The kids’ circumstances are the most challenging part to me, there’s so much you can’t control. I’ll use one girl in particular as an example, Elena, the first girl I’ve ever met at Hosea. She had just turned 14 at the time and was curled up on a couch, sick because she had done bath salts, none of us knew how to interact with her. I gave her a cup of water and that was really the beginning of our friendship. I learned more about her life…her own mother introduced her to heroin when she was 11 and she had witnessed a lot of drug abuse and had been abused. All of that made her very mentally fragile and she still struggles with that now, because of what she’s been through, like being forcefully trafficked and introduced to drugs at such a young age. Her mother eventually kicked her out on the streets. There was nowhere for her, but this happens to kids all the time. People don’t see them and don’t know that they’re right here. When I met Elena, she had been placed in too many bad situations. I walked through life together with her for a couple years, and helped her do basic things, like helping her eat.
About two years ago, she ended up getting sober, but got pregnant at the age of 16 and was living in the tent with the father of her child. It was a long road, but we helped them get into an apartment and they got married. We went through everything with them and they were doing very well, but then it became a domestic abuse situation. We intervened and helped her get into her own apartment, but she made a bad choice that cost her the custody of her own baby; her judgement had been called into question. At the moment, Elena is now in a full-blown relapse and is right back back to where she was when I first met her when she was 14 and she’s 18 now.
The things that impact these kids and the things you can’t control…it’s discouraging. The dope man has access to them seven days a week, and the amount of time we get with them is not enough. Most churches are only open on Sundays. This is the harsh reality of what we do, it takes years to form these lifelong relationships and Hosea is only open three days a week. We can’t sit and wait for them to come to us; we have to go to them.
The most rewarding part of my calling is knowing that even when kids return to their old ways, I know that every milestone that I walked through with Elena is not gone. Getting to be a part of another human being’s life and their development and helping to shape who they are…that is really an honor. God doesn’t need us, but He chooses to use us.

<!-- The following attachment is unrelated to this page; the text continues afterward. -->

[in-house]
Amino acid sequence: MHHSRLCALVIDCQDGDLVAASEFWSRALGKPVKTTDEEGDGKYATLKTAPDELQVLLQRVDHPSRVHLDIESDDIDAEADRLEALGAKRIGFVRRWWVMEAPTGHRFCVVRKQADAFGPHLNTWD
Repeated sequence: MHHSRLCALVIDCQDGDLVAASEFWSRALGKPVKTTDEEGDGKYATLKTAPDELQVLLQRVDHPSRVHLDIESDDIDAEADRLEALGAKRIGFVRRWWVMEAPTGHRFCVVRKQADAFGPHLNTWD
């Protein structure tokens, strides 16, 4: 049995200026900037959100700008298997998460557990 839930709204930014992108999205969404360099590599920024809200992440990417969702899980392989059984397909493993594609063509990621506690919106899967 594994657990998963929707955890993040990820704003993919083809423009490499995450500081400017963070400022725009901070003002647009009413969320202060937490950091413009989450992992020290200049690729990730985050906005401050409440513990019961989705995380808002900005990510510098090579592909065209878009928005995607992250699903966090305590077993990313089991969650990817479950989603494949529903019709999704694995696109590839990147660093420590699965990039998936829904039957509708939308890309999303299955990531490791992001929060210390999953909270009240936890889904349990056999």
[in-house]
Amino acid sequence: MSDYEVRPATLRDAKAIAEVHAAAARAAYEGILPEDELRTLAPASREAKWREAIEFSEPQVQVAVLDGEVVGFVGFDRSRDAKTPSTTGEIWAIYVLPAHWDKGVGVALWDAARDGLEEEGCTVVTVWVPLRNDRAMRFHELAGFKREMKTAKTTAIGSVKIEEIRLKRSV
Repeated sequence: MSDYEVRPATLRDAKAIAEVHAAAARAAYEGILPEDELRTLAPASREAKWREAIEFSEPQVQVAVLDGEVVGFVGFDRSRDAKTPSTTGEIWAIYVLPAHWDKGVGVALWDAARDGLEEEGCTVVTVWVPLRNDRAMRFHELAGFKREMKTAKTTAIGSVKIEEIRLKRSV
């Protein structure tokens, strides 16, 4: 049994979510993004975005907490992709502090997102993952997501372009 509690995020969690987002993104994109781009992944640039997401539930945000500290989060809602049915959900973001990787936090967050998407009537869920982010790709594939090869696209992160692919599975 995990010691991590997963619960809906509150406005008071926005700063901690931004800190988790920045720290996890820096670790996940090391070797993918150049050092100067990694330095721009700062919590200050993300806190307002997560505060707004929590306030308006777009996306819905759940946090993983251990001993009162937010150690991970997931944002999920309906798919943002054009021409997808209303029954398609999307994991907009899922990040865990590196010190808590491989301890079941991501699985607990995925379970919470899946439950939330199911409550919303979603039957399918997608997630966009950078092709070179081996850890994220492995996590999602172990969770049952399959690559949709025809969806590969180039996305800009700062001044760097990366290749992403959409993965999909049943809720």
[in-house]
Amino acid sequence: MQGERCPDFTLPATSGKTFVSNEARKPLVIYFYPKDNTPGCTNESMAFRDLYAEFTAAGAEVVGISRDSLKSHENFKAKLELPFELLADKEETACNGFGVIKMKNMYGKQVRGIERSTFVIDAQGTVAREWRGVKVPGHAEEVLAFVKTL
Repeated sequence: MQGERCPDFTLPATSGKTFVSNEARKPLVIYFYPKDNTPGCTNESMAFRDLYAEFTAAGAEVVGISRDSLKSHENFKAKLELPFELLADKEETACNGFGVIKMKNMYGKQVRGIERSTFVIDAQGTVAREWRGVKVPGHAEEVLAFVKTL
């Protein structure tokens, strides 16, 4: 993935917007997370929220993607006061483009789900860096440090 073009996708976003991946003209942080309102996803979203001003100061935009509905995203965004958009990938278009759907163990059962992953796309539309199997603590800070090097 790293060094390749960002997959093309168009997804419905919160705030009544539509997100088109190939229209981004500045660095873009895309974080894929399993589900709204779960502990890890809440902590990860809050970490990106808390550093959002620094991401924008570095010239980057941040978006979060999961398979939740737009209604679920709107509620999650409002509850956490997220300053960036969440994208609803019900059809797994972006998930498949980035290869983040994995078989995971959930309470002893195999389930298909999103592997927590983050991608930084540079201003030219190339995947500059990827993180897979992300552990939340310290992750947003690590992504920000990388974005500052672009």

It’s humbling to do this and these kids are the most courageous, strongest, most resilient people I’ve ever met in my entire life. They teach me things every single day. For example, we keep two of something in case the other one breaks, but these kids–they will only have one of something and they just give it away! I could tell you story after story about these kids that have practically nothing, but are still willing to give away something they have, to someone who they perceive as needing it more than they do. To me, witnessing these acts redeem humanity for me everyday. Because of them, I get to see the most beautiful part of who God created us to be.
What does an average day in the life of Tauna Nelson look like?
Man, what a question! [Laughs] I let myself sleep in a little, because I’m always up burning the midnight oil, there’s no shame in that. People who work need to know that it’s okay to sleep in a little and then start your day with Jesus–it’s perfectly okay! I work hard and try to make space in the morning to be with the Lord and in the midst of lots of meetings and boring administrative stuff, I get to do exciting things like taking kids grocery shopping, going to the doctors with them, just investing in people and feeding kids on the streets. Self-care is also important, it’s important to take care of yourself.
How has working in Hosea Youth personally impacted your life and worldview?
It’s taught me how much I don’t know. It’s introduced me to a Jesus who I didn’t know existed. It has been the most refining thing I have ever done and at the end of the day, doing this type of work has been transformational. To be able to do this job, I feel very fortunate that I get to experience the kingdom in a different way. It’s made me excited to be a student and to learn things from these kids and not listening with an agenda…and just how we walk with people and ultimately, how we walk with Jesus.
More about Hosea Youth Services here: http://www.hoseayouth.org/